Now, I don't know about you, but that looks like someone "covering their ass". It's pretty obvious that Zogby screwed up New Hampshire. His methodology overstated Dean's growth, and he changed his model so that his election morning results were the same as everyone else's.
The man's best defense for the drastic change in his poll numbers was "There was a sudden massive Kerry surge at 5:00 PM exactly on Monday night, and only I saw it! Haha! I'm so great!". And people apparently bought this.
I've heard George Bush tell better lies.
:: Morat 2:28 PM :: ::
Needlenose has a theory on Dean's strategy: Basically, Dean is counting on the same media cycle that first pumped him, then destroyed him, to take out Kerry.
So he's lying low, figuring Kerry will take a hammering in the next few weeks. After that, Dean's betting the voters will want to take another look at Howard Dean, the plucky fighter who stayed in it even after taking a beating.
Will it work? I have no idea. It's gutsy, risky, and unlikely...but it's probably the best play Dean has left.
:: Morat 10:42 AM :: ::
According to the latest news, Dean's numbers aren't as bad as some are claiming. He's down to about 5 million after all debts are paid.
While not "good", it's certainly not "dead broke". It's enough to make a stand through 2/10. After that, though, he's toast without a win.
Update: Judging by the latest polls, if someone doesn't kill Kerry by Monday, Dean is toast no matter what. I'll support him until he drops out, but he better be praying that Kerry hoses up somewhere.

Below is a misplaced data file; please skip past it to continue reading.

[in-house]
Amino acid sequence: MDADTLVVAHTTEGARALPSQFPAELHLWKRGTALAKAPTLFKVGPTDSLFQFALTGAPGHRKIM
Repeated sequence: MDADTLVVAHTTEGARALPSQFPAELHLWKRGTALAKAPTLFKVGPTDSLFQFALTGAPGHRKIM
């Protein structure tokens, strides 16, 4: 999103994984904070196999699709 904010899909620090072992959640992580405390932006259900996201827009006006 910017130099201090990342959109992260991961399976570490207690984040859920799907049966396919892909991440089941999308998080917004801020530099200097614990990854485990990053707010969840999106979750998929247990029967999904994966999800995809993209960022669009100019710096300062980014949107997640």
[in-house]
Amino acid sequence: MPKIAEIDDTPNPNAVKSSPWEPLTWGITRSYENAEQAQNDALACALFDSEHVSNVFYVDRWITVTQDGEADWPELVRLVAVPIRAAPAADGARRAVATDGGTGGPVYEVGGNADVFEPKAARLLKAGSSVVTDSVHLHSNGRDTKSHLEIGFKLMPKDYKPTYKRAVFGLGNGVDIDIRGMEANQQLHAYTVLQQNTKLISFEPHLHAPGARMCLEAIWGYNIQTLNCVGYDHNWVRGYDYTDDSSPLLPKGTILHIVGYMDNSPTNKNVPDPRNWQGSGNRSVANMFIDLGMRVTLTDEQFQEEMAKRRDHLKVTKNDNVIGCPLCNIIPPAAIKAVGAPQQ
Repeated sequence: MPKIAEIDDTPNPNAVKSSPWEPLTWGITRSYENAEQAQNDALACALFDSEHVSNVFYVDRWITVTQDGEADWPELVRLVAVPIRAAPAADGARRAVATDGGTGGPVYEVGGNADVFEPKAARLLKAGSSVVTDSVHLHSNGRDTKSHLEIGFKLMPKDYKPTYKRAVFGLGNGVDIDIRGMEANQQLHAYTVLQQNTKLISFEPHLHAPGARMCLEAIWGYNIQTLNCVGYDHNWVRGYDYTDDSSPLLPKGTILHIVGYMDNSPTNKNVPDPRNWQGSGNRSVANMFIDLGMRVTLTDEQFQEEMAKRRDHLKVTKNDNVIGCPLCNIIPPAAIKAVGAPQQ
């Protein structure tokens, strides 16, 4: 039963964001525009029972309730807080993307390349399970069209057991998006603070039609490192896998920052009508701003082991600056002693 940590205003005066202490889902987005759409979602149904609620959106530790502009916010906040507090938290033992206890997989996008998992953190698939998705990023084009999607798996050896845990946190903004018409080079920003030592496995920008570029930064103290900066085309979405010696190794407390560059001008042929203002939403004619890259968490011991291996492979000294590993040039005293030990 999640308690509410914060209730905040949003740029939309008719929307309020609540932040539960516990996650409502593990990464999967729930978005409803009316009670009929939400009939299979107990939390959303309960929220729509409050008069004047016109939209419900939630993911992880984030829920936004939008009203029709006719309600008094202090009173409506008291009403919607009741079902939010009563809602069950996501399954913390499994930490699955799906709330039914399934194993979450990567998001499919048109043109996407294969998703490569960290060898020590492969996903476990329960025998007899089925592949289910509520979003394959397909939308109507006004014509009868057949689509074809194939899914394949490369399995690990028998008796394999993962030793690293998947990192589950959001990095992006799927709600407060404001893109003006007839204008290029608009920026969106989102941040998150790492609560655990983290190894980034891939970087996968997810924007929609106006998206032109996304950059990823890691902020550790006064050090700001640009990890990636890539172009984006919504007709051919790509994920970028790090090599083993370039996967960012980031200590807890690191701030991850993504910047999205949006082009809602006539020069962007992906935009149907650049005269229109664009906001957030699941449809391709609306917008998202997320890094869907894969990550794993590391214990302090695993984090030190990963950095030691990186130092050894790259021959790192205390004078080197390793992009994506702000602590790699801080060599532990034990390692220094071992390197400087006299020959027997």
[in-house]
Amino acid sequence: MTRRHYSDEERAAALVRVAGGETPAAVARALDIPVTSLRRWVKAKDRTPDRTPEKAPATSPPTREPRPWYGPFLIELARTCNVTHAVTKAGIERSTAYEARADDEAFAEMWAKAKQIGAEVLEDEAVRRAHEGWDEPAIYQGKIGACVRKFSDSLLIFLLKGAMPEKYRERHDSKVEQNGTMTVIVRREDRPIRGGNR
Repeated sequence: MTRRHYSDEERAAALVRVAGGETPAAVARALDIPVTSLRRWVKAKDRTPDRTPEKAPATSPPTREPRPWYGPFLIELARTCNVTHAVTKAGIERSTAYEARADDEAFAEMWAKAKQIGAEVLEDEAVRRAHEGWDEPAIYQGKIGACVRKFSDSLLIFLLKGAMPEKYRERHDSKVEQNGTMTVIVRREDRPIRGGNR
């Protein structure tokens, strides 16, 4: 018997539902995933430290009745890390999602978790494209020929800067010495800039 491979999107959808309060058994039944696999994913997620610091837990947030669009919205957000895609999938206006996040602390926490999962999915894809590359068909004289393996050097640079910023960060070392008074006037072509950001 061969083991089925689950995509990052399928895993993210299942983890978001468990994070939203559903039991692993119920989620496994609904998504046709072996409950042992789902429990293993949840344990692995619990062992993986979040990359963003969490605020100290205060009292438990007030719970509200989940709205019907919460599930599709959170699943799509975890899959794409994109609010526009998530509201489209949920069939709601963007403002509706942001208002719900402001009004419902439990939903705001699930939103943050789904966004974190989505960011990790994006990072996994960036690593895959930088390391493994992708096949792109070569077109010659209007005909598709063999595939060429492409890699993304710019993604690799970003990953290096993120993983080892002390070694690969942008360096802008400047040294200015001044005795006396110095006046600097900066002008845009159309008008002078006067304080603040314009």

:: Morat 9:26 AM :: ::
Georgia considers banning 'evolution'
Georgia considers banning 'evolution' :
The state's school superintendent has proposed striking the word evolution from Georgia's science curriculum and replacing it with the phrase 'biological changes over time.'
And this will work because it's the word religious nutjobs object to, not the concept?
Cox repeatedly referred to evolution as a "buzzword" Thursday and said the ban was proposed, in part, to alleviate pressure on teachers in socially conservative areas where parents object to its teaching.
I'm not sure what universe Kathy Cox is living in, but it's not ours. Perhaps, in her world, saying "Evolution" is like saying "dick" instead of "penis". Just not clinical enough...
But in our world, it isn't the word people object to. It's the concept. (I won't get into "why" in this post. Suffice to say that either the phrase "ignorant of biology" or the phrase "religious whackjob" would be succinct summations of the two main types of people who object to evolution).
:: Morat 9:21 AM :: ::
A Kos poster used his diary to highlight a picture he took in New Hampshire.
I'm not sure what's more disturbing: That I wouldn't be cynical enough to try that, or the fact that it worked.
Assuming that Kerry sign is real (it's a professional looking sign, and no one has said anything about it yet), I think it says volumes about the electorate and about what we're getting with John Kerry.
*sigh*. Still, better Kerry than Bush.
:: Morat 9:15 AM :: ::
White House raising estimated cost of Medicare overhaul
White House raising estimated cost of Medicare overhaul:
President Bush's new budget will project that the just-enacted prescription drug program and Medicare overhaul will cost one-third more than previously estimated and will predict a deficit exceeding $500 billion for this year, congressional aides said Thursday.
Bush? Lowball costs? I'm shocked. SHOCKED.